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Is New Labour In The United Kingdom A New Socialist Party - Essay Example

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United Kingdom's labour come in the nineteenth century when there was felt to be an urgent need for a third party to signify the interests of the major working class population, however after subsequent general elections of 1929, 1960's and 1970's it was named as "New Labour" in 1994…
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Is New Labour In The United Kingdom A New Socialist Party
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Download file to see previous pages United Kingdom's labour come in the nineteenth century when there was felt to be an urgent need for a third party to signify the interests of the major working class population, however after subsequent general elections of 1929, 1960's and 1970's it was named as "New Labour" in 1994. In 1997, under the guidance of Tony Blair the British Labour Party has led to a general election victory, escorting from 'old labour' to 'new labour'. We can acknowledge the re-emergence of New Labour as a party of liberal policies, which is characterized as a belief in legal rights and duties towards a citizen, however the party's popularity has affected badly since 2001 for the criticism the new name with an unprecedented comments of 'spin doctoring' and 'New Labour, New Danger' has brought to it.(Wikipedia, Labour Party UK)When we focus on the public sector response given to the New Labour's political vision, it can be seen that New Labour's public philosophy is a development of the socialist tradition in response to specific dilemmas conceived largely in terms associated with the New Right. This factor should also be considered that Old Labour, New Labour, and the New Rights are all those abstractions that simplify some specific complex sets of political ideas, practices, and loyalties.Public philosophy also leads it to be communitative including many developing ideas that incorporate the experiences of community action and the labor movement. Community work in this approach is about assisting communities, particularly those affected by poverty and insecurity, to develop a strong voice in arguing for different economic and social outcomes than those they presently experience. (Anne Quinney, 2002)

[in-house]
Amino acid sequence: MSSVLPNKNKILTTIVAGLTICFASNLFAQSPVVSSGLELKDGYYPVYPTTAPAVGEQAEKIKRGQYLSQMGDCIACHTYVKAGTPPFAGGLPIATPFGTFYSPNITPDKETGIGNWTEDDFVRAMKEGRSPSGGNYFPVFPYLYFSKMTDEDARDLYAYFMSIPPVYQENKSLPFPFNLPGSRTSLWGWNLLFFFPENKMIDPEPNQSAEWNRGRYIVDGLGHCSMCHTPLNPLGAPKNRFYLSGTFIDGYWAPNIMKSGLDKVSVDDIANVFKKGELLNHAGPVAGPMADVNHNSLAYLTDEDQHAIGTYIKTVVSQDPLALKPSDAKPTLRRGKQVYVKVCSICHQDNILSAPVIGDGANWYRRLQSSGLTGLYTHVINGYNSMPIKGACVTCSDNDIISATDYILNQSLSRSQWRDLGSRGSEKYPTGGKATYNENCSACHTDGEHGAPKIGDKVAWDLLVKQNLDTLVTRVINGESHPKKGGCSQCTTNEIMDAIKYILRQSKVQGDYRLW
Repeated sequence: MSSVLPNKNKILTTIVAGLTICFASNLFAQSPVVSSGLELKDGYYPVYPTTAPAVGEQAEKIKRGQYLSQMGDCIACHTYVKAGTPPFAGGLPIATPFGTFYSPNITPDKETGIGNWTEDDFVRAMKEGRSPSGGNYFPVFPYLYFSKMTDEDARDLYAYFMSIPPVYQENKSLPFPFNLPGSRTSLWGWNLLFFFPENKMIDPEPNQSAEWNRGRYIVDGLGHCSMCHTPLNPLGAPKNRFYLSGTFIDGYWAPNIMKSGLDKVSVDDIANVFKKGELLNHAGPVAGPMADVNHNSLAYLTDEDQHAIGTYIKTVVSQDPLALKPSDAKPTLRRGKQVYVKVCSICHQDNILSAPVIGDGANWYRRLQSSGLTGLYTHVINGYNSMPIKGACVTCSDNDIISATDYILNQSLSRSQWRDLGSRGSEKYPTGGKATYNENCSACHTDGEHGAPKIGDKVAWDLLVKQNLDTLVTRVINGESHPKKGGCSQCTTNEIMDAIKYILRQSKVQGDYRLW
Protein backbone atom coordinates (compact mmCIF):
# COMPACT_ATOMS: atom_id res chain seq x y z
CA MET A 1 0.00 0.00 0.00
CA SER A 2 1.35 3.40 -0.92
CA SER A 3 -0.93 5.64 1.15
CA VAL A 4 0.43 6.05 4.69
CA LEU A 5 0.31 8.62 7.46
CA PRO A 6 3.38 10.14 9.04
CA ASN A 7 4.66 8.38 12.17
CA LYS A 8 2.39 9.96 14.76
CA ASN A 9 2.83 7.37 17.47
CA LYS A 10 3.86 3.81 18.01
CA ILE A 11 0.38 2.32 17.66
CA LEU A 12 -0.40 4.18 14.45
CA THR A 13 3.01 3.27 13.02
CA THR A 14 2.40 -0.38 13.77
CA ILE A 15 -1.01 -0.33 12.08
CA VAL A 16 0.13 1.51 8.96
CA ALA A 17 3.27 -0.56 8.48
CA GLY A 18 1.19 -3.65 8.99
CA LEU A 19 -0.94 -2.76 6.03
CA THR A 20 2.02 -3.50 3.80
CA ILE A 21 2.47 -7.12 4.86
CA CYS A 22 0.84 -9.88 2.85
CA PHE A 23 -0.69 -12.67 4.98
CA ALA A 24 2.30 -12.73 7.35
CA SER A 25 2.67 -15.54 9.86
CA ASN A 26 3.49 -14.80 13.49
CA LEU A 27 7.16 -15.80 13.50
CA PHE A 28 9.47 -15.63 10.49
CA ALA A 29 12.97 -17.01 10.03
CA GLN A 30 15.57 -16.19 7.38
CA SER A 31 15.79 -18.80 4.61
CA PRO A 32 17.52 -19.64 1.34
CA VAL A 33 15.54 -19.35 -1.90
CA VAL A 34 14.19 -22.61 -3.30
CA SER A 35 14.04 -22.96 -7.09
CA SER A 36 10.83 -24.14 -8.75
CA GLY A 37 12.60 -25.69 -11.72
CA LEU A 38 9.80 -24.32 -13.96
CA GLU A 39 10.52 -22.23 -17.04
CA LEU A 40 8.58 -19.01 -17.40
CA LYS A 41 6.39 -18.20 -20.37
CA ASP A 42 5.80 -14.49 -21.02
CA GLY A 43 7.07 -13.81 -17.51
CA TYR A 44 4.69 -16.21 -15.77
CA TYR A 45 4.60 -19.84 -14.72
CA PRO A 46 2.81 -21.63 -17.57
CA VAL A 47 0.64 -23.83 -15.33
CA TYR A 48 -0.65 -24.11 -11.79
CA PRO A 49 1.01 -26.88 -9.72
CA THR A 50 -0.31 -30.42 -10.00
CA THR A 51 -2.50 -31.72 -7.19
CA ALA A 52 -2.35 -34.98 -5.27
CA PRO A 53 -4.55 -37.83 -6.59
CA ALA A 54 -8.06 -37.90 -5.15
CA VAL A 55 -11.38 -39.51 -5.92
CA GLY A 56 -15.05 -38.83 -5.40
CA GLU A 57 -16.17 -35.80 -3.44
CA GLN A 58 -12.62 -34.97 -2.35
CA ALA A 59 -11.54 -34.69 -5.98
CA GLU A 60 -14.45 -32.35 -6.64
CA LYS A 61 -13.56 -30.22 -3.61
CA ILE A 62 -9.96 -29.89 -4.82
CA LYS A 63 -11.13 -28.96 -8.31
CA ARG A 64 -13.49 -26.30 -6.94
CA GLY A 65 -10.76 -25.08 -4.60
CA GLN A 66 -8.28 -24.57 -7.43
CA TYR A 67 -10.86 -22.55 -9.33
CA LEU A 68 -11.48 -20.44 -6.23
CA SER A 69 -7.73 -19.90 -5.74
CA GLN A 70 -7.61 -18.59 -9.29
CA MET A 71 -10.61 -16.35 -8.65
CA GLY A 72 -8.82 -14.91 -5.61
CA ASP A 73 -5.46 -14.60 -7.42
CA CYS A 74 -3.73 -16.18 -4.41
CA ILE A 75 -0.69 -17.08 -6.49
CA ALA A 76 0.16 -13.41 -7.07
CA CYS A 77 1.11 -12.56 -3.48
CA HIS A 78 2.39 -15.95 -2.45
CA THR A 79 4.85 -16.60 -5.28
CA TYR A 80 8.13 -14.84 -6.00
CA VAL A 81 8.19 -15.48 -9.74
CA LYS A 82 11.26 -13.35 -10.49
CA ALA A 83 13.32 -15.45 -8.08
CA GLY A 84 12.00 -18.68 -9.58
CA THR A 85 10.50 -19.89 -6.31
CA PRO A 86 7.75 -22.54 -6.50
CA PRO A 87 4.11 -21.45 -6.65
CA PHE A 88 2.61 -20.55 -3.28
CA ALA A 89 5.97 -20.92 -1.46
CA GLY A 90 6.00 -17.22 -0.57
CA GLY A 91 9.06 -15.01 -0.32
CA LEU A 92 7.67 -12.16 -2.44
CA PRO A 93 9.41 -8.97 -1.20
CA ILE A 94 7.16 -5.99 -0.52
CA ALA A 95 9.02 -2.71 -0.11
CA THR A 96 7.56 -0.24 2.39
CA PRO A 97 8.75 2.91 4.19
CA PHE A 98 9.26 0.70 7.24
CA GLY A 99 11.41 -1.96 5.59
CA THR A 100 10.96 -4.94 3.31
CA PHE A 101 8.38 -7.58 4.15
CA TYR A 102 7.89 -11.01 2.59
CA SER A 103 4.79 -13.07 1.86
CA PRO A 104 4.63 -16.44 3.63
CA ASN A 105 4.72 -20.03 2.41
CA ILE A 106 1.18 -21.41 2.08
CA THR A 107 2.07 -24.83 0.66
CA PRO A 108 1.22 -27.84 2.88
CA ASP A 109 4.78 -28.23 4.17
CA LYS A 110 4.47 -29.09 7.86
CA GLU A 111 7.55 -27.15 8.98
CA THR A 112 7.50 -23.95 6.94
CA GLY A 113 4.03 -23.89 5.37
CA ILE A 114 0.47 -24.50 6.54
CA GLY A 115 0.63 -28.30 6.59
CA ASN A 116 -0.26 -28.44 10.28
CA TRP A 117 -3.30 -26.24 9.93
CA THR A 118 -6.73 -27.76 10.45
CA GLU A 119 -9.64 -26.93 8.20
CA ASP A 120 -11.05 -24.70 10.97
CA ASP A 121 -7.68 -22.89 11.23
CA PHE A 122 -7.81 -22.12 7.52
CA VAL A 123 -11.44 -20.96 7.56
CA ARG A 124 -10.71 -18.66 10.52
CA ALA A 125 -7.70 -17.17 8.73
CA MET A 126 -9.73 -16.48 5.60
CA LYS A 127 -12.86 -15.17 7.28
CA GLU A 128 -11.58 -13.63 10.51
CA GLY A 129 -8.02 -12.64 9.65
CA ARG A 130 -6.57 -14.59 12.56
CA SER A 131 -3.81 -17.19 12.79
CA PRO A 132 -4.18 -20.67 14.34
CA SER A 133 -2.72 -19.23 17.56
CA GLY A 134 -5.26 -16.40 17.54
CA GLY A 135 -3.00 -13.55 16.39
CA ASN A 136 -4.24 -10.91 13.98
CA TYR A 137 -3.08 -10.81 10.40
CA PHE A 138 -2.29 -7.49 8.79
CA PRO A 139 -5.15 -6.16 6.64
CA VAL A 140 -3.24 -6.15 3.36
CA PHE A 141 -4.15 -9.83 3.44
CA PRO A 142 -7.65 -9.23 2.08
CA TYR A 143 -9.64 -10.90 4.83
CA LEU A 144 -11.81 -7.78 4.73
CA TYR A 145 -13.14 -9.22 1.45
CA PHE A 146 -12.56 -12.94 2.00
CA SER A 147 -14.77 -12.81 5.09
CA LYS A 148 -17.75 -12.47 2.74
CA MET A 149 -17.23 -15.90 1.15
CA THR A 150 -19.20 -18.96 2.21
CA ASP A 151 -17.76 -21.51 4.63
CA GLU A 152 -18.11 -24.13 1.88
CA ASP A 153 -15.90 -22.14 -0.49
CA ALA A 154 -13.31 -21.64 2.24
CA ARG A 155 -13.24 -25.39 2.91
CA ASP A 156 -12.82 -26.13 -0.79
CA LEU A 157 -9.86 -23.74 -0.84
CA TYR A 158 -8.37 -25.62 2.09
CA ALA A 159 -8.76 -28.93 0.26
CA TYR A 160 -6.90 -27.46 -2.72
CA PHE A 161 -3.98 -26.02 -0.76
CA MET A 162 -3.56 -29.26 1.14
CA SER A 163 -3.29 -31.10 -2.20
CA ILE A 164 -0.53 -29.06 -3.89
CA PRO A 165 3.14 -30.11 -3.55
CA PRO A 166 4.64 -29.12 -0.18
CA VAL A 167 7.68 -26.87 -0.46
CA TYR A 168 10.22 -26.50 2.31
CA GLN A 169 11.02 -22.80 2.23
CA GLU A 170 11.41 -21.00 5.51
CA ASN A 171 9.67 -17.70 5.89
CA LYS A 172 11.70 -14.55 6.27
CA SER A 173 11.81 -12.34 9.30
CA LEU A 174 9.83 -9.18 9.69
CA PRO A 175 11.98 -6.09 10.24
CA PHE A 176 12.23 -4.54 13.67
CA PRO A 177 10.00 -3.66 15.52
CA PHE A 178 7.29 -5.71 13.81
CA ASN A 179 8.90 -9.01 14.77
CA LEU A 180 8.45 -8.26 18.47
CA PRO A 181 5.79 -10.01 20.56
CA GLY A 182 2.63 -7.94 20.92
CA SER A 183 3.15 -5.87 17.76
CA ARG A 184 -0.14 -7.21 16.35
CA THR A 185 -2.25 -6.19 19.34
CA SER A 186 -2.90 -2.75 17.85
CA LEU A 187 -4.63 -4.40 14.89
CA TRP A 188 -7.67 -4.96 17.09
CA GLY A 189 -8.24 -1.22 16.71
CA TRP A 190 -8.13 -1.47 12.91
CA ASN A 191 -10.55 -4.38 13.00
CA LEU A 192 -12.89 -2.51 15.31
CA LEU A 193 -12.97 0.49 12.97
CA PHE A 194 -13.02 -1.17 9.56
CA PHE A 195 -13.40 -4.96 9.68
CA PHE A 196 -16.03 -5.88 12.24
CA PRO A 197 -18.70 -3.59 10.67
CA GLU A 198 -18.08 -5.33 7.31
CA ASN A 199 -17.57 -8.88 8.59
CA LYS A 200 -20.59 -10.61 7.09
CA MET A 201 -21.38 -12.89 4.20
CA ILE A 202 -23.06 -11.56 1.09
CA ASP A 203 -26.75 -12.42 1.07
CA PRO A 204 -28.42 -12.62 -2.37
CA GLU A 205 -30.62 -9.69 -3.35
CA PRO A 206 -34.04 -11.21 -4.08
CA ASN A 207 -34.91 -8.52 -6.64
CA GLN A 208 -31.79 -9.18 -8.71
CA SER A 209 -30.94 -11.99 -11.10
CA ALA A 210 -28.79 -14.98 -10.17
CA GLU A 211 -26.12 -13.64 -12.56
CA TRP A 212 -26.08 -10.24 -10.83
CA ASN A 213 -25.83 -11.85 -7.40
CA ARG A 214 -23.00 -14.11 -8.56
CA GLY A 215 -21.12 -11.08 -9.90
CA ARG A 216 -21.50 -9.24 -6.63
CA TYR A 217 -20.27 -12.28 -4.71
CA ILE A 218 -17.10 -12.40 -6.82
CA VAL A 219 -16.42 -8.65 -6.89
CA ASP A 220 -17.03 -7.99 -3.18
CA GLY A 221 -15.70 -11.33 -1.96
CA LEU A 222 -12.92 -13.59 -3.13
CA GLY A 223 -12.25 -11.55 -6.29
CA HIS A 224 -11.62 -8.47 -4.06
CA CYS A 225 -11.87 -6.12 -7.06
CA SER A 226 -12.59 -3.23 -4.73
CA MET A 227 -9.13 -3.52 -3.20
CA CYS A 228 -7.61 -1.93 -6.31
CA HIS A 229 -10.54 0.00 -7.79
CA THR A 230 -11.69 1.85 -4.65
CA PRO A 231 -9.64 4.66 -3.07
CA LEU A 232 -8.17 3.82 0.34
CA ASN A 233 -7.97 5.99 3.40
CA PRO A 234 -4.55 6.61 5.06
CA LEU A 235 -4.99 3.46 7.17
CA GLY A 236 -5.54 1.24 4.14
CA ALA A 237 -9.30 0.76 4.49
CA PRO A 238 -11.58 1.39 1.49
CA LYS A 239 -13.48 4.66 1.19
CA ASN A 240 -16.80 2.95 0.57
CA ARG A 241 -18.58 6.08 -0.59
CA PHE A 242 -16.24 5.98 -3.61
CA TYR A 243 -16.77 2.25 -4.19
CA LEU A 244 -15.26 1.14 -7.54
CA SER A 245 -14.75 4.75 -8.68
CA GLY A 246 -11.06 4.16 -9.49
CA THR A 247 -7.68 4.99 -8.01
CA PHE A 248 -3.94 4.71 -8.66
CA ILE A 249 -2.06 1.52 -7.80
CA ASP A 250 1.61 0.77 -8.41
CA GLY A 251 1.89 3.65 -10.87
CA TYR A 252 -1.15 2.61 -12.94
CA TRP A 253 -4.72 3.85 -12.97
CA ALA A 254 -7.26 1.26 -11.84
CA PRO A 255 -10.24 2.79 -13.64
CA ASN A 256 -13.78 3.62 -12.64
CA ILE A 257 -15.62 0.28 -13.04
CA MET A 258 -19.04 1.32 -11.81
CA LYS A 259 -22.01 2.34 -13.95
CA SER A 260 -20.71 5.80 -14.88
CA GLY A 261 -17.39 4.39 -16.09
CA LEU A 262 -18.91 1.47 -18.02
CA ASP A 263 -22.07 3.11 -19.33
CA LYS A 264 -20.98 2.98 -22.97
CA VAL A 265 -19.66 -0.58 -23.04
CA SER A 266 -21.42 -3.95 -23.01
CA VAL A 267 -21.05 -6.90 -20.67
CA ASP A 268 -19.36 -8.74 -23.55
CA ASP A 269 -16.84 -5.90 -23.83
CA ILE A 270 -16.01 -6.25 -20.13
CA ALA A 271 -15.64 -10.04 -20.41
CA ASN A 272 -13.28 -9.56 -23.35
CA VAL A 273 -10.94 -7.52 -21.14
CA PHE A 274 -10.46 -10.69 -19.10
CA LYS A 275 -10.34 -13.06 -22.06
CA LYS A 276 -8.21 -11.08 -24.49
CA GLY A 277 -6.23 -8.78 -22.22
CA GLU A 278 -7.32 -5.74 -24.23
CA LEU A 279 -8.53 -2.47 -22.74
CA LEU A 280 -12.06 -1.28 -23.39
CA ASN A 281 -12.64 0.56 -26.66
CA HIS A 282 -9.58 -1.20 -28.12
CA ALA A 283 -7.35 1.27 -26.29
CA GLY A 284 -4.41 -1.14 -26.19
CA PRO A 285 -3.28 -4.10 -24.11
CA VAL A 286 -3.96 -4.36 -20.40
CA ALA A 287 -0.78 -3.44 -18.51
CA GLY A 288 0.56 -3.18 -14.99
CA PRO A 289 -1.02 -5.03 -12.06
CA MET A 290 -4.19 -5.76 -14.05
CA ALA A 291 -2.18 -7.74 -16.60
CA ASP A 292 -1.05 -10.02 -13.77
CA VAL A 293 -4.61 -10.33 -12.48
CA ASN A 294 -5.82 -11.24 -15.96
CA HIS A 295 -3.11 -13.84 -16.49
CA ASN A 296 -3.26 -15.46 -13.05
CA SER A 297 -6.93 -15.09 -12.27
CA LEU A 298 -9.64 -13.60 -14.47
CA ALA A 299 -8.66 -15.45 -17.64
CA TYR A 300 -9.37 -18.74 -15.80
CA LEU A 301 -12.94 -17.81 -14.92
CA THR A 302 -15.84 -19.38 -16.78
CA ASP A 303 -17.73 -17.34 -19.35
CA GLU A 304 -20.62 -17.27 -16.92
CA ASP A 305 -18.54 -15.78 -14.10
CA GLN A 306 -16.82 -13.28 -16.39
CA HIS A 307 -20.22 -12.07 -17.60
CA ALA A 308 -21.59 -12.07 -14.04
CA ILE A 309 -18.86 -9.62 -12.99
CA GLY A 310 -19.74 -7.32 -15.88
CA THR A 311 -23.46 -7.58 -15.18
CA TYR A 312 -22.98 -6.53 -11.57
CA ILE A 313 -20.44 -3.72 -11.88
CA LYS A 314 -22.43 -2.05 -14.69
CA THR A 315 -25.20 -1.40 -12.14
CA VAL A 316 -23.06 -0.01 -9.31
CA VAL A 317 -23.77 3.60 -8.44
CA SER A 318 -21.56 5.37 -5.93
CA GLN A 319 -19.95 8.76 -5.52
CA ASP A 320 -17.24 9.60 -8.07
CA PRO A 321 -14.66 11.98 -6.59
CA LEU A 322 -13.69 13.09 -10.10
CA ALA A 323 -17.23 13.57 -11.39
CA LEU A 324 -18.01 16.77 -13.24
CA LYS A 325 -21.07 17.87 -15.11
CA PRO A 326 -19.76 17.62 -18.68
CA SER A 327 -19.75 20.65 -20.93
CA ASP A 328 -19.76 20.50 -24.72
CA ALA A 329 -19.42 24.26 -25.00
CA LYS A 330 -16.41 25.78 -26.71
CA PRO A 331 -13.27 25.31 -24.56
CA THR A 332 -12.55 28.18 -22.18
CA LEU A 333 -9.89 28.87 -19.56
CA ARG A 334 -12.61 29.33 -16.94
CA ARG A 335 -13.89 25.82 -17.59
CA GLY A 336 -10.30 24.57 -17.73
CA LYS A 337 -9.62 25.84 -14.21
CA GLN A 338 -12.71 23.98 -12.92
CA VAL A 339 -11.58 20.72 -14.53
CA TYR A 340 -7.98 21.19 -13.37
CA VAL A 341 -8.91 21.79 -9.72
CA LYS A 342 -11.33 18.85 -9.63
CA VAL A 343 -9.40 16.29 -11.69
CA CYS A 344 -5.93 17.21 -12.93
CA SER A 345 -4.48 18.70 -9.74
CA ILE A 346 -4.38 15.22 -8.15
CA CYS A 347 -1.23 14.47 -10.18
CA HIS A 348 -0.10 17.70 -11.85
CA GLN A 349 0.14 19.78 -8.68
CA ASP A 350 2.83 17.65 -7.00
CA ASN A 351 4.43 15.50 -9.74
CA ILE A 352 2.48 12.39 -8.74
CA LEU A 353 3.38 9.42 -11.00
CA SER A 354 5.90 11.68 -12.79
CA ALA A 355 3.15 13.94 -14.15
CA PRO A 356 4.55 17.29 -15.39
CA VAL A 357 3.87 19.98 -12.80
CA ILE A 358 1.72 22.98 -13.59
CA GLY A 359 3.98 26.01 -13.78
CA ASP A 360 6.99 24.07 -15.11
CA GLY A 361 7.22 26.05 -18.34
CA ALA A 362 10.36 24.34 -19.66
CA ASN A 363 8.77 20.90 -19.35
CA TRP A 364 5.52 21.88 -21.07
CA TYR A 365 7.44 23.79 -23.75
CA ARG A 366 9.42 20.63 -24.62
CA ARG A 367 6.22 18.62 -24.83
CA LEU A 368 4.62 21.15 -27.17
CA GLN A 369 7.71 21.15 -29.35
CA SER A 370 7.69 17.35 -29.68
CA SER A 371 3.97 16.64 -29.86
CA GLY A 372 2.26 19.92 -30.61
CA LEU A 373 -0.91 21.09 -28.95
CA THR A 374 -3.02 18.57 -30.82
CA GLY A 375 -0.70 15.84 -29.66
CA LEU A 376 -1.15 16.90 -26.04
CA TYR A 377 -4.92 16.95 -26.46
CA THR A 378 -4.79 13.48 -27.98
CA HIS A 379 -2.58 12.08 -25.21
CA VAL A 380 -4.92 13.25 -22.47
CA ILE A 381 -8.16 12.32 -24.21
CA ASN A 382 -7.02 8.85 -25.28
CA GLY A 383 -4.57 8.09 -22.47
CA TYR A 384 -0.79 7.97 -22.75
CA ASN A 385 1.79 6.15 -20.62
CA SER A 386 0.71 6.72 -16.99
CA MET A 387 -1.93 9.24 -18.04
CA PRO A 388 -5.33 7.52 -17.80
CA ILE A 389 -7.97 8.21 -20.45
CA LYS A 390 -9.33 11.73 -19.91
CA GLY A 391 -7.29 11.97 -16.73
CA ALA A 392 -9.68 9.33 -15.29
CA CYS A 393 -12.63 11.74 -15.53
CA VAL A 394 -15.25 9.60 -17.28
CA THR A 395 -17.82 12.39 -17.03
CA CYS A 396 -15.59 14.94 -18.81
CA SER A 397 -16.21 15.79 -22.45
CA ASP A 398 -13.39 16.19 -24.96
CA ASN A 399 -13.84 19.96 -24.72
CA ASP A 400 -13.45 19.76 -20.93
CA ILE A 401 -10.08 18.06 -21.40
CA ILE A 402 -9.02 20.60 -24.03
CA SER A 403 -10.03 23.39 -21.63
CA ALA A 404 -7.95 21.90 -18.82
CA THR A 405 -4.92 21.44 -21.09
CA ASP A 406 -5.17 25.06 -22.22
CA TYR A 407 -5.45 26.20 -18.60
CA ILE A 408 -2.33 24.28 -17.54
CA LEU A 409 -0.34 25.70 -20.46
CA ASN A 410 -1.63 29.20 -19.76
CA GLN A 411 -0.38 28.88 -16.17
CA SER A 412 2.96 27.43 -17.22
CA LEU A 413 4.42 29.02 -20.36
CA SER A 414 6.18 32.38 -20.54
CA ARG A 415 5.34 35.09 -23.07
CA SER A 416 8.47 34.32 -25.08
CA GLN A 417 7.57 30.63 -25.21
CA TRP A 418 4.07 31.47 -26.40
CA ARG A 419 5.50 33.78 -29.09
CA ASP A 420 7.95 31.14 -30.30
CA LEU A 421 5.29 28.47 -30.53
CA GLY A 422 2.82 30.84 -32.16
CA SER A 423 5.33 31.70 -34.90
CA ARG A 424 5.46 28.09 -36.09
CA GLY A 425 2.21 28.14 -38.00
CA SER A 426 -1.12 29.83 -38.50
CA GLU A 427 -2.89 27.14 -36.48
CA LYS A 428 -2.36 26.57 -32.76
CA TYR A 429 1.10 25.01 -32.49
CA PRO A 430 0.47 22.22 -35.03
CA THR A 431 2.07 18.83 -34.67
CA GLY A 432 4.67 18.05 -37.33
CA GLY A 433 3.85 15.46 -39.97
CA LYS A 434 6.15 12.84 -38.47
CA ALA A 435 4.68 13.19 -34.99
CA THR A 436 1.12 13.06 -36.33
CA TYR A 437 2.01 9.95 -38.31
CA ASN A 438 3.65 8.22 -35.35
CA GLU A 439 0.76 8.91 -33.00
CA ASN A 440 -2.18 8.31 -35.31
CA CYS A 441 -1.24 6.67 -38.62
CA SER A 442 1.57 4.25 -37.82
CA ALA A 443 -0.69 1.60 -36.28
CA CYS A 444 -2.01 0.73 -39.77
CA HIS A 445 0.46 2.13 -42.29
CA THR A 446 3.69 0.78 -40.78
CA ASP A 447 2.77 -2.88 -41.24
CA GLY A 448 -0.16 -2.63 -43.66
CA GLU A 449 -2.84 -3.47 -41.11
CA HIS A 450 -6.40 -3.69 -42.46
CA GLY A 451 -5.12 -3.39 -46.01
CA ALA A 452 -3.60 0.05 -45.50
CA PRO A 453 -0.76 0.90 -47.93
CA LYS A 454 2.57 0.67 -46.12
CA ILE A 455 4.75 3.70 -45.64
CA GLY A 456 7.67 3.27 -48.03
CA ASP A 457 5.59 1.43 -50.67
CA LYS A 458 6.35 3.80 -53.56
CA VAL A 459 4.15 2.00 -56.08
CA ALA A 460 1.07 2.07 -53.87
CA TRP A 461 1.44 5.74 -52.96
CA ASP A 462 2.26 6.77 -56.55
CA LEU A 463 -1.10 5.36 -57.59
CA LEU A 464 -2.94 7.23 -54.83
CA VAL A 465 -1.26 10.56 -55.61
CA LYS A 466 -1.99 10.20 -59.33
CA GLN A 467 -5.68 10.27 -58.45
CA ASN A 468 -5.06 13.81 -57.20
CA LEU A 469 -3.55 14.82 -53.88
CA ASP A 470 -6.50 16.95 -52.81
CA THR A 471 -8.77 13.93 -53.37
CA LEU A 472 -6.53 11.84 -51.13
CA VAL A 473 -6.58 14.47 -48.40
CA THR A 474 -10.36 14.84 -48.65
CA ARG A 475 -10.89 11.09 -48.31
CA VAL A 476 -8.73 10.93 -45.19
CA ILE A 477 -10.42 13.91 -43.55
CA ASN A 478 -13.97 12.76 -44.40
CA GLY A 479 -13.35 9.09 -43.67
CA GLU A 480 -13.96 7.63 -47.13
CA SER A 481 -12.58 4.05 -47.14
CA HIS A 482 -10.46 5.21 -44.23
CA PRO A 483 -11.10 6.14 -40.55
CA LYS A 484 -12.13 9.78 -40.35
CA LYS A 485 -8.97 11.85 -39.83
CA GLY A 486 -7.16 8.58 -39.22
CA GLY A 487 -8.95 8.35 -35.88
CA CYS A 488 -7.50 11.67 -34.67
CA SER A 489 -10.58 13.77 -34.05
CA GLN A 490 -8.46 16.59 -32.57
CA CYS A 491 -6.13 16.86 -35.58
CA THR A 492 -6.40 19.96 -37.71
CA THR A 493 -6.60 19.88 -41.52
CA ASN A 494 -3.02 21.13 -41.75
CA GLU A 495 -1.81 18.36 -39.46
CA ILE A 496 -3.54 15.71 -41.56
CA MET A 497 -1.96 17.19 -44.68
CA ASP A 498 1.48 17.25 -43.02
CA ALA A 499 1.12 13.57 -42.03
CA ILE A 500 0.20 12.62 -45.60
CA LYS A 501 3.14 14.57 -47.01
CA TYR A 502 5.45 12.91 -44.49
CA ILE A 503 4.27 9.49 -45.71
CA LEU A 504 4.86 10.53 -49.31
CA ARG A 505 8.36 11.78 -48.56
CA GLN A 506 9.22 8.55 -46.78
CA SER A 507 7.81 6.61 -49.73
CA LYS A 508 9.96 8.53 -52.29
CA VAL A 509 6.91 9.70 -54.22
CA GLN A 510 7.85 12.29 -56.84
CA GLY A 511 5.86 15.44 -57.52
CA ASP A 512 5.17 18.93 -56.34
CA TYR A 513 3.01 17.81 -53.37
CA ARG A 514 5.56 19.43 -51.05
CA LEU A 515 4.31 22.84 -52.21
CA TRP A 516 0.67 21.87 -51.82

Community Action
During the mid 1960s to mid 1970s, community work enjoyed a high profile in the UK. The desire of the British government to address and ameliorate social problems, particularly those in inner city areas, led to a range of schemes and programs, most of which used intervention in communities and neighborhoods as a core component. The role of community work at that time was to stabilize and incorporate sections of the population perceived to be "difficult" and provide support to integrate them into mainstream activity. So, the main problem remained within the community and produced a radical critique by economic, political, and social structures, creating an unequal distribution of resources and power throughout society. The continued existence of deprived areas was essential for the continuance of capitalism. In other words, structural inequalities were the root cause of poverty, where the community work was identified as controversial and problematic, as well as a useful practice for tackling social problems. This tension is constantly played out in the British community work field and cannot be ignored when examining aspects of practice.
The experience of community development in Britain has been characterized by work at the neighborhood level and, has a primary focus upon a process whereby community groups are encouraged to articulate their problems and needs that will lead to collective action in the determination and meeting of their needs.
Community Development has now extended its social exclusion towards health improvement targets and a unique and central feature of health and social care policies. The British New Labour government launched the Social Exclusion Unit, consisting of a group of civil servants and independent advisors, to analyze and report on problems in the 1,300 poorest neighborhoods. The first report attacked the way in which the previous government had failed these neighborhoods, as not enough emphasis had been placed on the communities themselves ...Download file to see next pagesRead More
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